Universities lobby against bearing the cost of university fees

Russell Group institutions are currently lobbying behind the scenes in an attempt to force modern universities to decrease their tuition fees and bear the brunt of any government cuts.

The future of university fees has been a hot topic for many politicians this month, with many reports suggesting that the government are currently debating what route to take regarding tuition rates.

This month, Theresa May promised a major review of university fees during her speech at the Conservative party conference. When speaking to the Telegraph before the conference, the Prime Minister pledged to overhaul the tuition fees system and also announced a freeze on tuition fees at £9,250 a year.

No further explanations have been given on the topic however, leading many academics to question the future price for tuition.

The recent university protests have also come to light after a media frenzy following the publication of the salaries vice-chancellor’s receive.

The publication was spurred on by former Labour education minister Lord Adonis, who recently visited Warwick University. Lord Adonis called for an inquiry into the salary increases awarded to Glynis Breakwell, the vice-chancellor of the University of Bath, whose pay rose to £451,000.

For many Russell Group universities, these protests are also a chance to raise arguments in favour of having modern universities bear the cost of future government cuts.

According to the latest institutional data from the Office For Fair Access, Lincoln University has £800 more to spend on teaching per student than Oxford. In 2018-19 it is predicted that Lincoln will have £8,732 left from each tuition fee after paying for these “access measures”, whereas Oxford will have an average of just £7,915.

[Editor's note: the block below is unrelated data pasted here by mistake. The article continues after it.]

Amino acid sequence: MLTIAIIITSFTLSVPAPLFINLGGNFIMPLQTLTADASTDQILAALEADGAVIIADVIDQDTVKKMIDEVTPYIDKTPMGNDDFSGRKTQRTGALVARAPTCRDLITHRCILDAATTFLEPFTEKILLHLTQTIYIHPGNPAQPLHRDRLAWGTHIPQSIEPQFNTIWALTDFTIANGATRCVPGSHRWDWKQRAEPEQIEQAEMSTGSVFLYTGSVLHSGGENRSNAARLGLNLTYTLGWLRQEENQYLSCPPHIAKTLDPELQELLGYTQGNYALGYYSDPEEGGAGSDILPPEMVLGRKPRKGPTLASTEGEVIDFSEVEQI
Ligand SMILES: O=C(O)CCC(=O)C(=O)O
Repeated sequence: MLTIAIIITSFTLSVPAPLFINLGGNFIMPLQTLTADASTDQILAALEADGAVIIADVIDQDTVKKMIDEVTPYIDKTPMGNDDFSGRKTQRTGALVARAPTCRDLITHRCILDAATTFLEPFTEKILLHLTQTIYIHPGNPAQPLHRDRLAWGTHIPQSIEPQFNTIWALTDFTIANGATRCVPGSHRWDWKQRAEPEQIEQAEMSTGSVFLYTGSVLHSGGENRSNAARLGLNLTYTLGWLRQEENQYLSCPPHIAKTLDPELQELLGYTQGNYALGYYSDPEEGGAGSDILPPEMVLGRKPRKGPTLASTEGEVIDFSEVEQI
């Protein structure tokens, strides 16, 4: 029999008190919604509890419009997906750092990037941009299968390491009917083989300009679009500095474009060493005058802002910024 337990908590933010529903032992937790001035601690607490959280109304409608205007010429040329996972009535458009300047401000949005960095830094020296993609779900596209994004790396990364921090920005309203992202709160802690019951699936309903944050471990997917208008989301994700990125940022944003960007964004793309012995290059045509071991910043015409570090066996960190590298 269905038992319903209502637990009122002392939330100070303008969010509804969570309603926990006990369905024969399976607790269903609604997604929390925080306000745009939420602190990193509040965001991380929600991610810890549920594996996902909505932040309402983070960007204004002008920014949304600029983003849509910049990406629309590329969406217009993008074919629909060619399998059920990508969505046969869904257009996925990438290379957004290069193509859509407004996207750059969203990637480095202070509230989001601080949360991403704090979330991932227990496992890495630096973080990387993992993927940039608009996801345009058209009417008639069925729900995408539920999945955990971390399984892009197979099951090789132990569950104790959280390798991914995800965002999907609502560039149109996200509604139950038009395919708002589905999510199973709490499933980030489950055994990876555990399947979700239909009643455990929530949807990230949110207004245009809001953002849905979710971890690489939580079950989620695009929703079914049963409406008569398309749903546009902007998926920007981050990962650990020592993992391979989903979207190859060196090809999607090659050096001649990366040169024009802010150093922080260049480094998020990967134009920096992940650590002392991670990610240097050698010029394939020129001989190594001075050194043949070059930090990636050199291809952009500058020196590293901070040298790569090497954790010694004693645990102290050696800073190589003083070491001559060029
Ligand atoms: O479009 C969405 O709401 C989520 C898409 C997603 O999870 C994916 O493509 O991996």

When speaking to the Guardian about the data, one Russell Group vice-chancellor commented: “At my university with fees at £9,250 we just break even for home students. But some vice-chancellors have admitted to me that teaching a student only costs them £5,000. At Oxford that is probably closer to £15,000. So you can’t generalise and say the whole sector should be getting less.”

“Just capping fees at £9,250 is costing us tens of millions over the next five years. I really hope the government is thinking of a way of varying fees, because at the moment the harm is being done to the research-intensives.”

Professor Dominic Shellard, vice-chancellor of De Montfort University, reacted angrily to this suggestion. He told the Guardian: “The idea that modern universities are sitting on mountains of cash is a fallacy.”

“Fifty per cent of the sector’s unrestricted reserves are in the hands of just 14 institutions and 13 of them are in the Russell Group.”

Jo Johnson, the universities minister told the Guardian that universities should show restraint and should: “Set pay in a way that reflects the fact they are often in receipt of significant public money.”

Final-year mathematics student, Ben Chong, commented: “It makes sense that people who attend Russell Group universities will end up earning more, therefore being more able to pay it back.”

Final year History, Literature and the Cultures of the Americas student, Jack Williams, also called the current conflicts: “Elitism at its finest.”

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